Truthfulness testing could be a difficult task for some religious people, according to vaccinologist and associate professor Helen Petousis-Harris of the University of Auckland.

Vaccinologist Helen Petousis-Harris says many drugs were developed after tests on human cell lines originally derived from fetal cells.

Chris McKeen / Stuff

Vaccinologist Helen Petousis-Harris says many drugs were developed after tests on human cell lines originally derived from fetal cells.

Where Christian religious opposition to Covid-19 vaccines has manifested itself in the United States and the United Kingdom, it is following a moral objection to the development of vaccines with early stage testing involving “Cell lines” cultured from cells of human origin. fetus.

But Petousis-Harris says there is no fetal cell content in Covid-19 vaccines.

“It’s also not made on fetal cell lines,” she says.

But anyone who wants to sincerely state that this is the reason they will not be vaccinated might be asked if they have consented or would be willing to take other drugs that have been tested on the cell lines they oppose, says -she.

Religion is clearly a factor in the refusal of some people to get vaccinated, as religious icons have been withheld during anti-vaccination and lockdown protests.  This photo was taken during a protest in Christchurch on December 4.

CHRIS SKELTON / Tips

Religion is clearly a factor in the refusal of some people to get vaccinated, as religious icons have been withheld during anti-vaccination and lockdown protests. This photo was taken during a protest in Christchurch on December 4.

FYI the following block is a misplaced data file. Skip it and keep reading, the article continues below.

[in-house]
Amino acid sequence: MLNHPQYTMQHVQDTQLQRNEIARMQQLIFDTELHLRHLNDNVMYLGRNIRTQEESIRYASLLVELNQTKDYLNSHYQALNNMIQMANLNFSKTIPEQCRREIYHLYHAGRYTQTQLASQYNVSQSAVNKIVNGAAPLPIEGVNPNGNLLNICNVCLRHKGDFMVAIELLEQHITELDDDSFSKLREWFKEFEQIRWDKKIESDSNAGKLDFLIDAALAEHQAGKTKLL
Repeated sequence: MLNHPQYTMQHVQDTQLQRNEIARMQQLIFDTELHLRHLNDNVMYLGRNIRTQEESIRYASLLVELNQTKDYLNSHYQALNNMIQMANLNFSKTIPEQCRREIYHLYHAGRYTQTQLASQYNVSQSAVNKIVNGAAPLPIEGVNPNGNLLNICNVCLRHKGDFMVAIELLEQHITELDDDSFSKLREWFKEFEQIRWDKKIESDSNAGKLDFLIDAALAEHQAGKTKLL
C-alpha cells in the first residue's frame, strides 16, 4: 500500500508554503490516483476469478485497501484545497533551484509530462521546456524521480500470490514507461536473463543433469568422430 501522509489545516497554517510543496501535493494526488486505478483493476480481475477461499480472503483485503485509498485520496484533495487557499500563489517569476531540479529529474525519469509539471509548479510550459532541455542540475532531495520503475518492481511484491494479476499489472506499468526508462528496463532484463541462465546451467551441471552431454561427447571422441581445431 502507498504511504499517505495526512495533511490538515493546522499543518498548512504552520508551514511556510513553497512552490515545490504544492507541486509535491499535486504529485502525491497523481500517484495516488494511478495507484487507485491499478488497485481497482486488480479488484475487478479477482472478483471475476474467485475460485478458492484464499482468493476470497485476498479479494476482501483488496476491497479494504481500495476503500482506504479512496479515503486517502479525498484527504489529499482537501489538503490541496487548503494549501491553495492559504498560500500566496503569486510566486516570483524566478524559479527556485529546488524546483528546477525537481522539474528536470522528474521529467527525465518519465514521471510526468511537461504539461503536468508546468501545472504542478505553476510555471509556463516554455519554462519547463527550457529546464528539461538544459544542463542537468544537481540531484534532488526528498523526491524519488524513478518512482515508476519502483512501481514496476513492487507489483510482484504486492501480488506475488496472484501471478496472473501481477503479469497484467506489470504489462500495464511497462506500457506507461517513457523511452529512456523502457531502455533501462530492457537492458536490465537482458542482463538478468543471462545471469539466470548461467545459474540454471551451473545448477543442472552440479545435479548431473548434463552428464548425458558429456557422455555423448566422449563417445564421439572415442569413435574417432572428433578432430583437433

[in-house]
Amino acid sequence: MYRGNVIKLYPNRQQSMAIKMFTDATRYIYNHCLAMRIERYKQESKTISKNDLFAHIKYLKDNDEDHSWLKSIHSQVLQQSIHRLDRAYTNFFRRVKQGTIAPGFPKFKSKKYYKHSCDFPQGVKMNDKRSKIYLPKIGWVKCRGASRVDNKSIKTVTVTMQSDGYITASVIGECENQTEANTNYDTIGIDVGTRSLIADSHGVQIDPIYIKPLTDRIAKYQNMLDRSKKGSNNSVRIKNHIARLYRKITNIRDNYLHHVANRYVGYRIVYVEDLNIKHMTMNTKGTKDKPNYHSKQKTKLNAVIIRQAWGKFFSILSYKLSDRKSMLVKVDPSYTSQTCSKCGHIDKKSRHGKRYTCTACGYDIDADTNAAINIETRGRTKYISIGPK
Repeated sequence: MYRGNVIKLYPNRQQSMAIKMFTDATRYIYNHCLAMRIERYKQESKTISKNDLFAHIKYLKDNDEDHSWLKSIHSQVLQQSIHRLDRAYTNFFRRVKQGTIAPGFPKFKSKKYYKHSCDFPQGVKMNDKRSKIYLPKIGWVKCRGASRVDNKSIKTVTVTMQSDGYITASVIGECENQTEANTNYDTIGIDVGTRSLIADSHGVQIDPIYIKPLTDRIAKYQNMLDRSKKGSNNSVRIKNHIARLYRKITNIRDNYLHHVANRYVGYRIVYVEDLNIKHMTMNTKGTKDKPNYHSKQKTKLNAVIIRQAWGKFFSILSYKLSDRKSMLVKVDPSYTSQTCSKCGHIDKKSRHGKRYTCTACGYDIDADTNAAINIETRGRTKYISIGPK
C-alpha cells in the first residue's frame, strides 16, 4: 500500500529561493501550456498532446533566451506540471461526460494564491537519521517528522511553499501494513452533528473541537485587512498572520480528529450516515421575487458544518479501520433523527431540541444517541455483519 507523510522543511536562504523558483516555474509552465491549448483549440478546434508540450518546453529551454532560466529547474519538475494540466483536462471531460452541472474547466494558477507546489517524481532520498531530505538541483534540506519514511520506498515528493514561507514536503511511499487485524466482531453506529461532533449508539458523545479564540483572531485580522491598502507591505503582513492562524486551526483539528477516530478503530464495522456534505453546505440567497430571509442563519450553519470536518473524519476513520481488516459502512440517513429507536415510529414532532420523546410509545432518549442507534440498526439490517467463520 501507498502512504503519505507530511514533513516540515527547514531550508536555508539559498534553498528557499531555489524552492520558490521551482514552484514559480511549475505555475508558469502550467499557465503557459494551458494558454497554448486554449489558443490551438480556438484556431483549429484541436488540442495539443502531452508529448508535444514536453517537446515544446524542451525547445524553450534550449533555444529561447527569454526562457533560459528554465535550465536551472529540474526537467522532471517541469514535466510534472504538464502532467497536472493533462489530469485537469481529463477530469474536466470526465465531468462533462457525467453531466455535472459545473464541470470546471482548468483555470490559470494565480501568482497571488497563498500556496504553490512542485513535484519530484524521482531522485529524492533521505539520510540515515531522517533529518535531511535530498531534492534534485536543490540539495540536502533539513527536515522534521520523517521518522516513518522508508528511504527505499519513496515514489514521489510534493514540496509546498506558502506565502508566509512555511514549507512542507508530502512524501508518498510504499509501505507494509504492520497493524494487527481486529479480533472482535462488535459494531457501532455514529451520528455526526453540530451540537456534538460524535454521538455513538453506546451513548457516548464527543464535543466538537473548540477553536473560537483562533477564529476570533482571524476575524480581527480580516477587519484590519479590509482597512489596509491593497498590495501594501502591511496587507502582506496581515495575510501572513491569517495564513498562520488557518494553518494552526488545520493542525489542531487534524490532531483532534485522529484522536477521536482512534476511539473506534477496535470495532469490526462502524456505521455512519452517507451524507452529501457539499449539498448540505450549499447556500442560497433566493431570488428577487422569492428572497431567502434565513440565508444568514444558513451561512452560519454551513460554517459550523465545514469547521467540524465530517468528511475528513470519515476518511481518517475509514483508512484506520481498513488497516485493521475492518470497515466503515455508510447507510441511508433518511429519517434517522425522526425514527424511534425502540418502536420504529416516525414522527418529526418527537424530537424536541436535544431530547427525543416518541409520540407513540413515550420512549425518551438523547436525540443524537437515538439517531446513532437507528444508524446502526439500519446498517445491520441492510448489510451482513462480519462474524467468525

“Almost all drugs, with a few exceptions, have involved a human fetal cell line at some point during development,” said Petousis-Harris.

“You would really like to avoid just about all drugs, all drugs. “

“Common over-the-counter drugs, anti-inflammatories, that sort of thing, pretty much all of them would be included in your objection, if you were to be consistent,” says Petousis-Harris.

The Pope can support the Covid-19 vaccinations, but not all Christians agree.

CHRIS SKELTON / Tips

The Pope can support the Covid-19 vaccinations, but not all Christians agree.

She says religious groups like the Catholic Church have made clear their support for vaccinations, including rubella, which was grown on a human fetal cell line.

“The position of the Catholic Church is that it should take advantage of the vaccine because it saves lives,” she said.

In August, Pope Francis told the faithful: “Getting vaccinated is a simple but profound way to take care of each other, especially the most vulnerable,” and at the end of December, the Vatican demanded that all employees be vaccinated or prove that they have recovered from Covid. -19.

Pope Francis says getting vaccinated is an act of love to protect vulnerable people in our communities.

Gregorio Borgia / AP

Pope Francis says getting vaccinated is an act of love to protect vulnerable people in our communities.

“I don’t know of any particular religion that opposes vaccines,” says Petousis-Harris.

“You can only pretend it’s your own choice, and it’s your religious belief.”

Religious objections to the Covid-19 vaccination have not directly figured in the Department of Health’s monthly surveys of vaccine reluctance.

Nor have they sparked petitions in Parliament like they did in the UK where Molly Ellen Moran petitioned Parliament saying, “We should be free to go where we want without being discriminated against because of our religious beliefs. “.

She has yet to get the 100,000 signatures she needs to get Parliament to consider debating the issue.

Here, Parliament had eight petitions about Covid-19 vaccinations, but they either opposed vaccine warrants because they curtail personal freedom, called for changes to the warrant system, or asked people to have the choice of vaccines.